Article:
The Phone Call
Sometimes life takes a radical turn. Sometimes you see it coming. Sometimes you don’t.
Last year, in February, I went for a routine mammogram. Then I went about my business. I attended a women’s retreat. I posted to my blog. I hardly gave it another thought.
I had no reason for concern. A mammogram was a routine part of my annual health care. It had been since my 20s. I hadn’t felt a lump or anything out of the ordinary in my monthly self-exams and I wasn’t unusually anxious about the results.
Then I got the phone call. I needed to come back to the women’s health center for more pictures, then for a biopsy. Less than two weeks and three tests later the results were confirmed: Breast Cancer.
The Learning Curve
I spent the next three weeks reading, praying, asking questions and keeping appointments. Besides learning about my cancer there was little time to do anything but eat and sleep. When what I learned began to ache in my chest and feel like paralysis, I slept. I slept a lot during those weeks decisions were made and I moved toward treatment.
After an MRI, genetic testing and appointments with several surgeons, I checked into the hospital for a double mastectomy. By the grace of God, my margins were clean. My sentinel nodes were clear. Thankfully my breast cancer was caught early. Another couple of weeks and my drains were removed. I was on the road to recovery.
As I have learned over the past year, my story is not unique. It happens again and again all around us. Sometimes we hear about it, sometimes we don’t. Some people are comfortable sharing and some people aren’t or don’t know how to. I learned about others who were recently diagnosed: another woman in my Bible Study group, someone two streets over in my neighborhood, a friend from church. I learned the stories of survivors: my cousin, a neighbor from Texas, a neighbor from Virginia, women at church, the mothers and sisters, daughters and friends of those who offered care and concern and wonderful meals that kept me well nourished as I recovered from surgery. And I have been reminded of the stories of those who, like my mother, haven’t survived and still are well remembered.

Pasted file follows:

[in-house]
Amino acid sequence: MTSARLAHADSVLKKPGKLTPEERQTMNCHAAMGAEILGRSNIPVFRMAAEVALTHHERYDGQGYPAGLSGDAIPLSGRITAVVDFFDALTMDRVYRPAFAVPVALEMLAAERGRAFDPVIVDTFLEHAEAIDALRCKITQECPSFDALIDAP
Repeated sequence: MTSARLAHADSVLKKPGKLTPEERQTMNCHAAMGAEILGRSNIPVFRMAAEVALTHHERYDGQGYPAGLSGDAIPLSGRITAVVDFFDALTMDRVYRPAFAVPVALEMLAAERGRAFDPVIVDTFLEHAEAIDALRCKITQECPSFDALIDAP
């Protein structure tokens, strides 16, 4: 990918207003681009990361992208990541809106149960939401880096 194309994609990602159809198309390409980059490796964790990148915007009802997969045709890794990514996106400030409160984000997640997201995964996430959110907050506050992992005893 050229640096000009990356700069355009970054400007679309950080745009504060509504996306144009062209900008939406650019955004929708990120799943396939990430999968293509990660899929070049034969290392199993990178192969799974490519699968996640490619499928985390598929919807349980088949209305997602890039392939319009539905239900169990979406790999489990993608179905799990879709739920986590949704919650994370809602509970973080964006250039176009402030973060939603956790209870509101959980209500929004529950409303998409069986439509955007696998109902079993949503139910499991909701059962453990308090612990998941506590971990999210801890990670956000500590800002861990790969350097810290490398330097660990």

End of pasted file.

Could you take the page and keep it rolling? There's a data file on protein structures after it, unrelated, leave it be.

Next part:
Reflections in Cast-Iron
I’ve been one of the quiet ones. I haven’t talked much about my cancer. I’m not one to dress in pink or wear the ribbon. But today, one year later, I want to share a recipe that in some way speaks to this milestone in my walk with cancer.
I clipped this recipe for Cast-Iron Salsa from Southern Living magazine last year. It starts with the deep pink of plum tomatoes. Toss in pungent garlic and white onion along with a fiery jalapeno. Together they are seared and sweetened in my cast iron skillet, the big one that always sits on my stovetop reminding me of where I come from and those who have walked before me.
I have little to add to the recipe. I scarcely deviate from the steps as written. I slice through the tomatoes, tear up as I confront the onion, wince at the scent of the split jalapeno roasting on the hot bed of the skillet.
Once the vegetables begin to char, they are roughly chopped in a food processor. Then they are salted to bring out their character, brightened with a zing of lime juice and garnished with the chopped leaves of fresh cilantro.
Tempered by hot iron this salsa has a rich depth of smoky-sweet undertones. Serve it with chips or savor as a relish with eggs, meat or fresh roasted vegetables.
3 plum tomatoes, halved
3 cloves garlic, unpeeled
1 jalapeno pepper, halved
1 medium white onion, cut into 16 wedges
1½ Tablespoons fresh lime juice
¾ teaspoon salt
1/3 cup fresh cilantro leaves, chopped
Heat a large cast-iron skillet over medium heat until hot (approximately 5 minutes.) Place the tomato halves in the skillet, cut side down, spacing them evenly. Add the garlic cloves and jalapeno pepper. Cook, turning the vegetables occasionally, until soft and slightly charred, about 6 minutes.
Transfer the tomatoes and jalapeno to the bowl of a food processor. Peel the garlic cloves and add them to the bowl.
Place the onion wedges in the hot skillet and repeat. Cook the onions, turning occasionally, until soft and slightly charred. Add the cooked onions to the bowl of the food processor.
Process the vegetables briefly, 30-45 seconds or until they reach the desired consistency. Add the fresh lime juice and salt. Pulse to combine.
Allow the mixture to rest for 10-15 minutes to cool completely. Stir in the chopped cilantro.
Transfer to a pretty bowl and serve.